Maryland psychotherapist Thomas Golden, a specialist in male grieving, says grief can be defined as energy created within a person in response to a loss . In essence, he says, the purpose of the grieving process is to release that energy, and bring the self back to psychological equilibrium.

Golden and others have found that for a variety of reasons, men are less comfortable than women with dramatic release of emotion, as generally occurs in crying. Many men prefer “to slowly, deliberately chip away at their grief,” Golden says. That means they continue to mourn, at a subtle level, for years or even longer.

One man I interviewed was a college English teacher; a decade after his father's death, this son still finds a way to work into his curriculum one of the books his deceased father had loved. Another son set up a foundation to combat the disease that had killed his dad. A third, whose father had taken his own life, became a volunteer suicide counselor. All of these men said they cried very little, or not at all, over the death. Yet they all believed they had mourned their fathers adequately.

Many of the men I spoke with also used thinking as a significant part of their grieving process. These men said it helped to simply ponder the life their father had led, or the relationship they'd had with their fathers. In these ways, the son dealt with his pain in part by creating an intellectual framework in which to view the loss.

In my interviews, I also noticed that a few men did not experience emotional pain very intensely at all. Even over a loss as dramatic as the death of a father, these sons seemed to maintain their balance and move ahead with their lives.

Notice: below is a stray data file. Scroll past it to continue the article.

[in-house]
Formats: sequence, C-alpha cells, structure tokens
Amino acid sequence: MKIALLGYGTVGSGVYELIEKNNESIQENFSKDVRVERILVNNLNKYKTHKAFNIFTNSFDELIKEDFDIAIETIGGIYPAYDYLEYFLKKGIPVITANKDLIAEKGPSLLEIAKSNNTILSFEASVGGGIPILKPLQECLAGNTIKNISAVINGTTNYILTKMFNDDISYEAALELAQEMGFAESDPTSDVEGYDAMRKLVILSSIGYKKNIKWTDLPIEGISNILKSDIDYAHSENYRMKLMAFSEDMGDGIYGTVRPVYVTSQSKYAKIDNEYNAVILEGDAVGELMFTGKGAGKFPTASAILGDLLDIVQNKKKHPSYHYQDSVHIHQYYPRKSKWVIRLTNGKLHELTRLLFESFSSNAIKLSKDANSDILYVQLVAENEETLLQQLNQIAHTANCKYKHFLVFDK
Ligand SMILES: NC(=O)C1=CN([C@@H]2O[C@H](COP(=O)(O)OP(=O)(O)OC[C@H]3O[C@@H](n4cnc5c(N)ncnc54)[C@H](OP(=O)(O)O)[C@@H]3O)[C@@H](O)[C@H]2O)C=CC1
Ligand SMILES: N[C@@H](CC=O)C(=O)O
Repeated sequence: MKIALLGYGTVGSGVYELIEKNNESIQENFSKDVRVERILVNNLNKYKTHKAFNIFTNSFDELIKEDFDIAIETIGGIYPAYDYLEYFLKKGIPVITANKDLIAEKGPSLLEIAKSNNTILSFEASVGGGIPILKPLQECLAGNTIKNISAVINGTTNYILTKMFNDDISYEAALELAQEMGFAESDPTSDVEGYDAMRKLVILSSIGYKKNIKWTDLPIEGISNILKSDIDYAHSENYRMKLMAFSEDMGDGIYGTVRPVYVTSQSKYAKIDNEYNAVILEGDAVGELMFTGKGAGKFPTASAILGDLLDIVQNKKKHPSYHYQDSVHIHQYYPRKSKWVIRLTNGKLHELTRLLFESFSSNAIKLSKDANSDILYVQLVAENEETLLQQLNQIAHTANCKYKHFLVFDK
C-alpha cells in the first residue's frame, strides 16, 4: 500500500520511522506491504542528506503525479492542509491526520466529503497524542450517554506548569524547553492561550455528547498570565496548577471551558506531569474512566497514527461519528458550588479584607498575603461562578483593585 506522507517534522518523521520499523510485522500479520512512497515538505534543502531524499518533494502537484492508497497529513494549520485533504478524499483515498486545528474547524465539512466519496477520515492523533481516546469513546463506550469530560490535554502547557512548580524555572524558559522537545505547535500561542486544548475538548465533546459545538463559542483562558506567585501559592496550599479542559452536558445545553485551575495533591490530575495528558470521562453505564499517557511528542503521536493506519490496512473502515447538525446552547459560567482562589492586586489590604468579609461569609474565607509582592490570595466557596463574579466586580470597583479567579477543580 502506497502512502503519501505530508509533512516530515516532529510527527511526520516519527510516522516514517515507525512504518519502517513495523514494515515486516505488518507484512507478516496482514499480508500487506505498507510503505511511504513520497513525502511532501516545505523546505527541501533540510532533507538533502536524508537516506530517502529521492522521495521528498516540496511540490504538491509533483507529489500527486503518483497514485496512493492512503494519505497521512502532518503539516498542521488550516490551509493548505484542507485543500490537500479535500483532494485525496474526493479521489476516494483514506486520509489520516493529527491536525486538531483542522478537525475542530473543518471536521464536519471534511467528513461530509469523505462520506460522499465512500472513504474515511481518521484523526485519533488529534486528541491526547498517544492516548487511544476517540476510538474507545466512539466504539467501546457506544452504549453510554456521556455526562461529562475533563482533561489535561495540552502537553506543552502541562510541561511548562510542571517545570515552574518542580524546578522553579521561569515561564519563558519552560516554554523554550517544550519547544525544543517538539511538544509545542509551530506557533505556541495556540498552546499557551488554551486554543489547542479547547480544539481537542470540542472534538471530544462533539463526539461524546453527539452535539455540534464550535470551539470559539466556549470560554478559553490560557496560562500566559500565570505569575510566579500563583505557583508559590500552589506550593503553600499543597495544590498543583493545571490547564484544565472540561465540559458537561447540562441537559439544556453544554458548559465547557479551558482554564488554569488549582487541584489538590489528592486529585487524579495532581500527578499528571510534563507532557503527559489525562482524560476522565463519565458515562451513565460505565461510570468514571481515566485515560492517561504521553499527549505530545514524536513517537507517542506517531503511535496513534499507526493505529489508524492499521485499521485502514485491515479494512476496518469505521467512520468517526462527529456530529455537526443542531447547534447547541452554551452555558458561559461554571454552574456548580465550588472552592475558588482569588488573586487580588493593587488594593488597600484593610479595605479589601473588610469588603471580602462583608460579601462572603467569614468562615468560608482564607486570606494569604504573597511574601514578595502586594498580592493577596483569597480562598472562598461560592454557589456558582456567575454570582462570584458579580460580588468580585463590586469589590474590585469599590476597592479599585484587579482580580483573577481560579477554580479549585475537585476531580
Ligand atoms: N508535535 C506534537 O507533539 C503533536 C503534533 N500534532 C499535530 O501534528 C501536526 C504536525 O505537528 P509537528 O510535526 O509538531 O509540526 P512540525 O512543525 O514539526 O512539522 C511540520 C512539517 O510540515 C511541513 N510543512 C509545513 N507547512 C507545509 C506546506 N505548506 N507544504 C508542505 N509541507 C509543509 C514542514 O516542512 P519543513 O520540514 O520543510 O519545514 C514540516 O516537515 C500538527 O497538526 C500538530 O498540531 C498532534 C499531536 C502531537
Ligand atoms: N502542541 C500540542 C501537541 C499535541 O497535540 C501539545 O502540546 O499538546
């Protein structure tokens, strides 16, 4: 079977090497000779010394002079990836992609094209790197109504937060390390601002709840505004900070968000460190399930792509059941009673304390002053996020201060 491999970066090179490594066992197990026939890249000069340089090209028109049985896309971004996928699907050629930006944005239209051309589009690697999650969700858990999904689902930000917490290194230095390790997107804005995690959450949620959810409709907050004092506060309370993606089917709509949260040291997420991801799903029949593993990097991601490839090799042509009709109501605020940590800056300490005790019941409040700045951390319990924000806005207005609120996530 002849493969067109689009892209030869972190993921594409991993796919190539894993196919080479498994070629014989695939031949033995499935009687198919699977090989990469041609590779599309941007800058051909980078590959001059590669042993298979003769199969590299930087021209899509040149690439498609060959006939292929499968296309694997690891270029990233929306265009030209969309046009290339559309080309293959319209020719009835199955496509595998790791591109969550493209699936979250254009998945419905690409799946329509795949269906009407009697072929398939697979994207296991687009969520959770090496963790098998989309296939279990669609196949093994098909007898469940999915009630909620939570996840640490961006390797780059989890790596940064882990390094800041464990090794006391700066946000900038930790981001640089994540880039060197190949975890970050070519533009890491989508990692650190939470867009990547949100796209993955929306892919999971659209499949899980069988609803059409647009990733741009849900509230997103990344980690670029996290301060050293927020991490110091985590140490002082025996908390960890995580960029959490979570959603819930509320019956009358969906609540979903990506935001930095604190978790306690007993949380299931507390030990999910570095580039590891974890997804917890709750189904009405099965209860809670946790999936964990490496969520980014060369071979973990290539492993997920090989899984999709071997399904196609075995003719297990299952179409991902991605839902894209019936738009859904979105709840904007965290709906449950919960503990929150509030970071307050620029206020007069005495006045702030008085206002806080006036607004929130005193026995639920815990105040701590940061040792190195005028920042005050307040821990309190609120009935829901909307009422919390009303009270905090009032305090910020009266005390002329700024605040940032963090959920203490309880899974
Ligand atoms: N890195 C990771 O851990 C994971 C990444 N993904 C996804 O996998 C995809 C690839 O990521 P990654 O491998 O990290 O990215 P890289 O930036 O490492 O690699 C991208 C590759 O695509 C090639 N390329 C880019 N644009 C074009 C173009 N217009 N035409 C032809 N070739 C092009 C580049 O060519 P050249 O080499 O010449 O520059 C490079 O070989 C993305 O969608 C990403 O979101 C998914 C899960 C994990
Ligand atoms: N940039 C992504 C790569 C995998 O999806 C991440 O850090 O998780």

How is this possible? Dr. Terry Martin, a pioneering psychologist and grief researcher, says that while some bereaved men unhealthily repress their emotions, others simply don't feel the pain intensely. Martin believes there's nothing inherently bad about this. “The whole emphasis has been that feelings are the real key” to a full life, Martin told me. “Frankly, playing with a great idea for me is as rewarding as being stirred emotionally.”

Several men I interviewed said that well-meaning friends, therapists or clergy-persons urged them to cry after their father died. One man, who was just thirteen at the time of his dad's death, recalled that in the first days afterward, he didn't shed tears. He thought that was fine – until his relatives started coaching him that it was “OK to cry.” When I spoke with this man more than thirty years later, he said: “What I never heard from anyone was that it was also OK not to cry.”